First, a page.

• Guest appearance on The Love Boat.
  • Appeared in Barnaby Jones, season 3, episode 20 "Doomed Alibi" as Marty Paris (11 March 1975).
  • Appeared in Season 1 Episode 13 of Kolchak: The Night Stalker, 1975.
  • Played himself in The Fall Guy, Season 1, Episode 7 "Japanese Connection" (16 Dec 1981).
  • Competed in three broadcasts of Battle of the Network Stars, twice having served as his team's captain.
  • Hosted the unsold game shows pilots Oddball, Double Up, and Surprise, Surprise, and guest hosted Wordplay for a week in Summer 1987
  • In the 1988 movie Scrooged had a cameo as himself, acting in a movie directed by Bill Murray's character.
  • Appeared in Diagnosis: Murder episode "Drill for Death" (#5.15) along with several other actors from the movie and TV versions of M*A*S*H.[15]
  • Guest appearance on That '70s Show on the season 5 episode "The Girl I Love."
  • Substituted in 2004 for the ailing Frank Gorshin starring as George Burns in the national tour of the one-man show Say Goodnight, Gracie.[16]
  • Played himself in Family Guy episode "Believe It or Not, Joe's Walking on Air" as a video instructor for leg surgery.
  • Appeared in A Grandpa for Christmas as a choreographer opposite Ernest Borgnine.
  • Appeared in the plays George Washington Slept Here, Over the Moon, Catch Me If You Can, Busybody, Don't Dress for Dinner and Lend Me a Tenor at the New Theatre Restaurant, a dinner theater in Overland Park, Kansas.
  • Farr was cast in The Last Romance at Theatre Aquarius in Hamilton, Ontario in February 2013. He previously appeared at Theatre Aquarius in Tuesdays with Morrie.
  • Played the role of Snorkel opposite Red Skelton and Buster Crabb on The Red Skelton Show.
  • Appeared in My Favorite Martian, as a hospital orderly in the season 3 episode, 'Virus M for Martian' and in 'The Avenue C Mob' as a jewel thief.


  1. ^ "Jamie Farr's IMDB Profile". IMDB.com. Retrieved 2008-04-26.
  2. ^ "Jamie Farr Biography (1934-)". Filmreference.com. Retrieved 2011-05-17.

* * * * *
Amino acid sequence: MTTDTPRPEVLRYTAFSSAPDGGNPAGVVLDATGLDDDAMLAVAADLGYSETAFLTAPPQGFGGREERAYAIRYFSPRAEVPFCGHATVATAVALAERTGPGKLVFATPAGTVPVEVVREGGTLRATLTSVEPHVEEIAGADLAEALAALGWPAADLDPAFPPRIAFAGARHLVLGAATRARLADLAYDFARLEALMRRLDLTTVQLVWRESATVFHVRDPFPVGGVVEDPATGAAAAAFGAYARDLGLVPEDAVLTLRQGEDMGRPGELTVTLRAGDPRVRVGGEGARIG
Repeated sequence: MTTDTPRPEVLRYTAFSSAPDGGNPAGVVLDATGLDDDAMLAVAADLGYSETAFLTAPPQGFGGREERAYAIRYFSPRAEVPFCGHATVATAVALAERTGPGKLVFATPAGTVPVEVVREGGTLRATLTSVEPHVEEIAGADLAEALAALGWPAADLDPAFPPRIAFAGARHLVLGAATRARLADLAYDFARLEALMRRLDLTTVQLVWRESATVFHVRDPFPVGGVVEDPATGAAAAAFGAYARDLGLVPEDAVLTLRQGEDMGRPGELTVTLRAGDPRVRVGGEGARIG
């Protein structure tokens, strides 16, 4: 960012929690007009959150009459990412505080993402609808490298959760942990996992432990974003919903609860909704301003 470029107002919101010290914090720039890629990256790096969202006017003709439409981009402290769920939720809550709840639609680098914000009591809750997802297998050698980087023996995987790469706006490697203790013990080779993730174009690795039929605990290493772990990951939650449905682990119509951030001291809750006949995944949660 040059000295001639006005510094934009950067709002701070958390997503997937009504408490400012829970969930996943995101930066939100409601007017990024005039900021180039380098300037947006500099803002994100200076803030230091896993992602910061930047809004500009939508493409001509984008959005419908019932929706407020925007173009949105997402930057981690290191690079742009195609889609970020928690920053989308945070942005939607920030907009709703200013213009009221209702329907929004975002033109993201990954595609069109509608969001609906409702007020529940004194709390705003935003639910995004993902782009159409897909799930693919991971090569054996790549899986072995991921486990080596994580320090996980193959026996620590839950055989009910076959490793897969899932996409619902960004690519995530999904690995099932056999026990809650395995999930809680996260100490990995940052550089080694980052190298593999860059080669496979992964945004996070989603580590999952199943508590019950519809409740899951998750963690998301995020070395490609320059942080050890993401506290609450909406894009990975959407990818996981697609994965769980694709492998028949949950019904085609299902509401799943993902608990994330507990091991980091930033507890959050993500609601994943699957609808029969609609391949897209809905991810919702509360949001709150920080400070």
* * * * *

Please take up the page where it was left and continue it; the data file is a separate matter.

3. ^ Higdon, Todd G. "'A wonderful life' - Neosho, MO". Neosho Daily News. Archived from the original on 2011-07-14. Retrieved 2011-05-17.
  4. ^ "A soldier in a dress put Toledo into America's living rooms". The Blade, Toledo, Ohio. March 28, 2000.
  5. ^ "My Family". Jamiefarr.com. Archived from the original on 2012-02-03.
  6. ^ M*A*S*H: The Martinis & Medicine Collection - Special Features: Disc 1 - "My Favorite MASH"
  7. ^ "R.I.P. $250,000 Game Show Spectacular". Retrieved 2009-01-01.
  8. ^ "Travelin Farr". Retrieved 2009-07-17.
  9. ^ "Bio". Jamiefarr.com. 1934-07-01. Archived from the original on 2011-06-08. Retrieved 2011-05-17.
  10. ^ "Toledo Honors Jamie Farr". Associated Press. July 6, 1998. Retrieved September 30, 2018.
  11. ^ "NEWSMEAT ▷ Jamie Farr's Federal Campaign Contribution Report". Newsmeat.com. Archived from the original on 2011-05-14. Retrieved 2011-05-17.
  12. ^ Farr, Jamie; Farr, Joy (2013-12-01). Hababy’s Christmas Eve: An illustrated read-aloud holiday story. moon io media (imprint of io design & illustration, inc.). ISBN 9780983962908.
  13. ^ "Hababy's Christmas Eve Book". aliceio.com. Retrieved April 1, 2014.
  14. ^ "Get Smart: The Impossible Mission" on IMDb
  15. ^ Diagnosis Murder. IMDb. Retrieved April 01, 2014.
  16. ^ Say Goodnight, Gracie. rupertholmes.com. Retrieved April 01, 2014.

External linksEdit